I am sure it will come as no surprise that many of my clients seek help for children who have tantrums or meltdowns, In the the therapy world we call this emotional dysregulation. If your child reaches school age and suffers from these on a very regular basis then we note that they have a problem with emotional regulation.
I know that they are a big challenge and can be hard for any parent to respond, contain and manage them, especially they are over the the terrible twos. Let me help you to understand them:
Tantrums vs Meltdowns
I know many child therapists distinguish between the two, but neither are clinical terms. In my opinion, tantrum is a milder. During a tantrum, you may be able to help your child and they may have some control. A meltdown is an extreme form and your child may be totally out of control and you will not be able to calm them down. It’s likely that it will only stop when your child has worn both of you out.
Why does my child have them?
Mostly your child is struggling with emotions, the no 1 is anger but I work with many children who are very anxious and this can lead to an accumulation of feelings of which then “blow”. This is especially common for children who may be socially anxious and emotions can build all day at school and then blow when they return home. This is very hard for parents to manage, especially if there are no problems at school.
For other children, big feelings are expressed as they have yet to learn socially appropriate ways of talking about them. This is often developmental, children’s connections to their higher, wise and rational mind won’t fully connect until they are 7. In addition, children who have ADHD, anxiety and learning issues are at a big disadvantage than others and are more likely to “blow”.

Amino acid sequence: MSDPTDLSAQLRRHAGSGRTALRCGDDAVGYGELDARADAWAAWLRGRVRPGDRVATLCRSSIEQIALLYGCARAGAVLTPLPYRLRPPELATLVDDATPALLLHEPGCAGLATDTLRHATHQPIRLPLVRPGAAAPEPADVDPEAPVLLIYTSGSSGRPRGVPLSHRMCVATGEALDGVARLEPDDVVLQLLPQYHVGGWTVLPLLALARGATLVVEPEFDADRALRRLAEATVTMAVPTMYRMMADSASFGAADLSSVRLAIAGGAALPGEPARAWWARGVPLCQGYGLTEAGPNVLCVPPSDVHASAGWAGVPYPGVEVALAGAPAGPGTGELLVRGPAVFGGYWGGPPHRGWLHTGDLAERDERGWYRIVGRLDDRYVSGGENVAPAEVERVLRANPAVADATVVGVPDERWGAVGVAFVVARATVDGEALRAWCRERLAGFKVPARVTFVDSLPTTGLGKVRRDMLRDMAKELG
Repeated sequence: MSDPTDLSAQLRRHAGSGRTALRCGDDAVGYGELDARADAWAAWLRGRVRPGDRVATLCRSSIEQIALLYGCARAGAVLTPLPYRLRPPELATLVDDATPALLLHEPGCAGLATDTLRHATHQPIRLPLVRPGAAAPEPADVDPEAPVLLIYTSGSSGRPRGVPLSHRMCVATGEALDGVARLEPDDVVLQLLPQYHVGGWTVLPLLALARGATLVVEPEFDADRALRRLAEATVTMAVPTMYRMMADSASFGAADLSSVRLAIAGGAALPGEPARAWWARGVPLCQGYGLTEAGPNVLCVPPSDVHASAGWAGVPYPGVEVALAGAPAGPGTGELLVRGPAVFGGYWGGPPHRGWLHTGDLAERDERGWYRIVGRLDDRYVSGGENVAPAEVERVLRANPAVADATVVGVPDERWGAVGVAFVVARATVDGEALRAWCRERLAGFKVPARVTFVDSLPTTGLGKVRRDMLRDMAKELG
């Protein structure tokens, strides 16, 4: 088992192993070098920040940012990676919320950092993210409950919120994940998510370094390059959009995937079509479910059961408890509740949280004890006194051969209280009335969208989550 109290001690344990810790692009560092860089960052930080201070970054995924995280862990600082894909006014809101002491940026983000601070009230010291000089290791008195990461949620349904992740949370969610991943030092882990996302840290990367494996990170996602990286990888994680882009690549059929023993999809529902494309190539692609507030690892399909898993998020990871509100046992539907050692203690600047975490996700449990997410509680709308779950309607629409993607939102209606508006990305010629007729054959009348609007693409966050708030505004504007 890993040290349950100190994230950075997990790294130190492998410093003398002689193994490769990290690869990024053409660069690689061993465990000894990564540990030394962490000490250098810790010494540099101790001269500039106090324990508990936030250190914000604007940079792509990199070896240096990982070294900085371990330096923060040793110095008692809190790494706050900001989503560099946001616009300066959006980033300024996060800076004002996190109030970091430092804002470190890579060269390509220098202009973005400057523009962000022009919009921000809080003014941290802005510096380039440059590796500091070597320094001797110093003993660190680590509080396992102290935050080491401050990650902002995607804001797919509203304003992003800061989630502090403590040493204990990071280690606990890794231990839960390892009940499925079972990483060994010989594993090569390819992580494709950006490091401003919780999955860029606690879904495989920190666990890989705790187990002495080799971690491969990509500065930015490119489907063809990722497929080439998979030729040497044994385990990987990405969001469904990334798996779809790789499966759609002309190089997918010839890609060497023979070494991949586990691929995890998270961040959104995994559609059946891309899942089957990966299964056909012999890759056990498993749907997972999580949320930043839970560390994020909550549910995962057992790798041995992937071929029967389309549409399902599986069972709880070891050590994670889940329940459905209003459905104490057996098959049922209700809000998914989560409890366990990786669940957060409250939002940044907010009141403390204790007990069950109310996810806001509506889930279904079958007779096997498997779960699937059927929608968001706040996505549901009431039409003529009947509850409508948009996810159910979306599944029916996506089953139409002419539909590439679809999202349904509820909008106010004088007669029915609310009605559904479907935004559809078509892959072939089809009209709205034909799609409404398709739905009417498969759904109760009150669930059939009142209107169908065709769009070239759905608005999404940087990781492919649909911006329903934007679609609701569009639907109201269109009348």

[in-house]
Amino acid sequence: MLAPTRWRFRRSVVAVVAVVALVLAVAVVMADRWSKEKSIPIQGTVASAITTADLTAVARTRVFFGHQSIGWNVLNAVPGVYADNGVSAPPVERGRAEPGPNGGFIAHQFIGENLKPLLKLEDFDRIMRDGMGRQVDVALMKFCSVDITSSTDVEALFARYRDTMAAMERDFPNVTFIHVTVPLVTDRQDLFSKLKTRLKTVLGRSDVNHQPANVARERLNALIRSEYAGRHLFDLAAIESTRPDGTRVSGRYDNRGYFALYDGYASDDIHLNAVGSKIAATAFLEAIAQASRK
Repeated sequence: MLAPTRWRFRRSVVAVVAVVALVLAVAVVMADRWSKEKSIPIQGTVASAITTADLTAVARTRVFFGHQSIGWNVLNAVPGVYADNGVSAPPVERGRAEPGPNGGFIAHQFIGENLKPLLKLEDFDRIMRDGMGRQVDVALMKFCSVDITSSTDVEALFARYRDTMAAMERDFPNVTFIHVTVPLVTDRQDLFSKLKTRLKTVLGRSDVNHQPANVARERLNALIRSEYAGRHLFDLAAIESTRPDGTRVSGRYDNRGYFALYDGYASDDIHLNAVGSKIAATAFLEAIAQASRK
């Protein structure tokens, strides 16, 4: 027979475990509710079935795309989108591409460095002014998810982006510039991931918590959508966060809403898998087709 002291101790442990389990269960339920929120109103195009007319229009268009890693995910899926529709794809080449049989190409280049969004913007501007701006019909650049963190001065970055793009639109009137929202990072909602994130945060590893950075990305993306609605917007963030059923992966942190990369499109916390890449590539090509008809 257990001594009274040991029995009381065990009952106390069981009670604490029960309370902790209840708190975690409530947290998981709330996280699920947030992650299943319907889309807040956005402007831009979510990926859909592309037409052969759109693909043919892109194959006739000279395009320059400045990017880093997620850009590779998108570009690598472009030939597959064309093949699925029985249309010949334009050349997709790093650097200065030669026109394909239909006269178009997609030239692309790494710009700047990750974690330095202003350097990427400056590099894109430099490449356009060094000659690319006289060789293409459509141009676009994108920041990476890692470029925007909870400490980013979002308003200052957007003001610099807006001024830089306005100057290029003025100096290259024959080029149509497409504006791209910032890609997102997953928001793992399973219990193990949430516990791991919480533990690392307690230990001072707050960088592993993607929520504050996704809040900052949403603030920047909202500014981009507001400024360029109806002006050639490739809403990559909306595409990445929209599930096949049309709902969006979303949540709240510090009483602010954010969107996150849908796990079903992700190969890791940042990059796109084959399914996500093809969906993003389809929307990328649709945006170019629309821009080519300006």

How parents can escalate them unintentionally.
Whilst temperament, anxiety and learning issues have a part to play, the environment has a part too. We all have times when we don’t know what to do and unfortunately, you may escalate a situation by:
1.Invalidating your child’s feelings
When your child is upset, they are really upset and will be experiencing their feelings in an intense way, if we respond by saying:
Don’t worry honey, it’s just…..you will feel better later……lets just look at this
Quite unintentionally by distracting and deflecting, you may be minimizing your child’s feeling. It is likely they will not feel accepted or heard and will continue to shout even more.
2. Reacting back
During a meltdown, your child has lost all reason. Their Amygdala will be in charge which is mindless. They say all kinds of awful things that they really don’t mean. They may hate themselves, so they tell you that they hate you. When parents hear this often parents collapse emotionally and take it personally. This interaction will sometimes trigger your Amygdala and you react back by either fighting, shouting or collapsing by crying. Be kind to yourself, we all make mistakes and if this interaction is on a regular basis, seek help to understand your reactions.
3. Not being consistent
Many children feel very unsafe if they get their own way all the time. you need to ensure that if you say No, you mean it. Your goal is to ignore behavior directed at getting you to change your mind. When the child stops acting up and returns to playing quietly or speaking in a calm tone of voice, be ready with positive reinforcement.
“I like the way you calmed down,” or “It’s so nice when you speak to me this way.” Try to work with one behaviour at a time and be consistent. I work with many parents who each have different parenting styles, this should not be a problem but normally they each have a very different method of management of the behaviors, so sit down agree what you are going to do together and stick to it. Make it a family rule and inform your children in a family meeting, remember a child is more likely to take responsibility for their behaviour if they feel that they are part of the solution.
Here is a free download on how to initiate Family Meetings to help you to connect and remain calm in 2018, with much love Catherine